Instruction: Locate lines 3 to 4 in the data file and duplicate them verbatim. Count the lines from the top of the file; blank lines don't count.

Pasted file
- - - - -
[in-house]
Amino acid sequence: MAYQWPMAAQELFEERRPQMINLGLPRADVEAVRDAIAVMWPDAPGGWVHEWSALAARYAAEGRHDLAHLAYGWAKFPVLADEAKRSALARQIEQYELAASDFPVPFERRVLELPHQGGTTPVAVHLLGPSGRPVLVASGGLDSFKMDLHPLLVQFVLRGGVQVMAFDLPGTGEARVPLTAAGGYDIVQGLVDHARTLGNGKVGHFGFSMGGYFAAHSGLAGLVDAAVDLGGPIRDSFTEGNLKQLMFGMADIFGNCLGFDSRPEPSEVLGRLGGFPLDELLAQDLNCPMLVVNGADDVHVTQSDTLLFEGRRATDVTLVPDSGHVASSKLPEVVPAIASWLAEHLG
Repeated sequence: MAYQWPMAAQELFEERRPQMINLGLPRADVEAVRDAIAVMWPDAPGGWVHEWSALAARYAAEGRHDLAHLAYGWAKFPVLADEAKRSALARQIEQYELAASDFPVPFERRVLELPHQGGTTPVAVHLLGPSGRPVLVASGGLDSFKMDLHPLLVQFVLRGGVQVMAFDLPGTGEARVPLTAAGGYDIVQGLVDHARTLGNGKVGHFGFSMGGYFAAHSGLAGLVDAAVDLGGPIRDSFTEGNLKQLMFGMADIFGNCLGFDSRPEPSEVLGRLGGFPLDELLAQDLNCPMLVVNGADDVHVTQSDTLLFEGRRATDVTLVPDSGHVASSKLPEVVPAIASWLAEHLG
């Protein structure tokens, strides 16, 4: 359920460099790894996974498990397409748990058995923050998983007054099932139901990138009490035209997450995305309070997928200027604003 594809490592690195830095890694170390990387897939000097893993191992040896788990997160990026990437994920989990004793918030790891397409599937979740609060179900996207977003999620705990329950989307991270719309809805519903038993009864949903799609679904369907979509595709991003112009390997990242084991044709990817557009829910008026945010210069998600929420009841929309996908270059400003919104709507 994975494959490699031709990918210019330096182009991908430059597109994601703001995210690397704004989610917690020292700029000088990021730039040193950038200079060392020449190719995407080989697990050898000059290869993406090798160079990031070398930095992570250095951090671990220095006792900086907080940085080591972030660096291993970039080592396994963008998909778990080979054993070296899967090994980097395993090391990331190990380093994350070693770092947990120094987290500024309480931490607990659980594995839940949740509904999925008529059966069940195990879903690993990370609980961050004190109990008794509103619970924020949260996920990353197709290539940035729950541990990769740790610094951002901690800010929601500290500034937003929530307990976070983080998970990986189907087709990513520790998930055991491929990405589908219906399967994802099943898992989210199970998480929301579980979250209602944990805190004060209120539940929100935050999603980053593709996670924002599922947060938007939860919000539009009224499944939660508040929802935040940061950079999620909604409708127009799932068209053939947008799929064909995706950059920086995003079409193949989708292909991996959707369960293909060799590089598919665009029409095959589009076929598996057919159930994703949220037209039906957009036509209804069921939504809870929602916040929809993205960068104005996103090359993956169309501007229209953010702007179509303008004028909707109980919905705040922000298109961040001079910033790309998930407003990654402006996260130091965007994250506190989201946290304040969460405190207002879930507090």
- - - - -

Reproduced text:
Repeated sequence: MAYQWPMAAQELFEERRPQMINLGLPRADVEAVRDAIAVMWPDAPGGWVHEWSALAARYAAEGRHDLAHLAYGWAKFPVLADEAKRSALARQIEQYELAASDFPVPFERRVLELPHQGGTTPVAVHLLGPSGRPVLVASGGLDSFKMDLHPLLVQFVLRGGVQVMAFDLPGTGEARVPLTAAGGYDIVQGLVDHARTLGNGKVGHFGFSMGGYFAAHSGLAGLVDAAVDLGGPIRDSFTEGNLKQLMFGMADIFGNCLGFDSRPEPSEVLGRLGGFPLDELLAQDLNCPMLVVNGADDVHVTQSDTLLFEGRRATDVTLVPDSGHVASSKLPEVVPAIASWLAEHLG
């Protein structure tokens, strides 16, 4: 359920460099790894996974498990397409748990058995923050998983007054099932139901990138009490035209997450995305309070997928200027604003 594809490592690195830095890694170390990387897939000097893993191992040896788990997160990026990437994920989990004793918030790891397409599937979740609060179900996207977003999620705990329950989307991270719309809805519903038993009864949903799609679904369907979509595709991003112009390997990242084991044709990817557009829910008026945010210069998600929420009841929309996908270059400003919104709507 994975494959490699031709990918210019330096182009991908430059597109994601703001995210690397704004989610917690020292700029000088990021730039040193950038200079060392020449190719995407080989697990050898000059290869993406090798160079990031070398930095992570250095951090671990220095006792900086907080940085080591972030660096291993970039080592396994963008998909778990080979054993070296899967090994980097395993090391990331190990380093994350070693770092947990120094987290500024309480931490607990659980594995839940949740509904999925008529059966069940195990879903690993990370609980961050004190109990008794509103619970924020949260996920990353197709290539940035729950541990990769740790610094951002901690800010929601500290500034937003929530307990976070983080998970990986189907087709990513520790998930055991491929990405589908219906399967994802099943898992989210199970998480929301579980979250209602944990805190004060209120539940929100935050999603980053593709996670924002599922947060938007939860919000539009009224499944939660508040929802935040940061950079999620909604409708127009799932068209053939947008799929064909995706950059920086995003079409193949989708292909991996959707369960293909060799590089598919665009029409095959589009076929598996057919159930994703949220037209039906957009036509209804069921939504809870929602916040929809993205960068104005996103090359993956169309501007229209953010702007179509303008004028909707109980919905705040922000298109961040001079910033790309998930407003990654402006996260130091965007994250506190989201946290304040969460405190207002879930507090």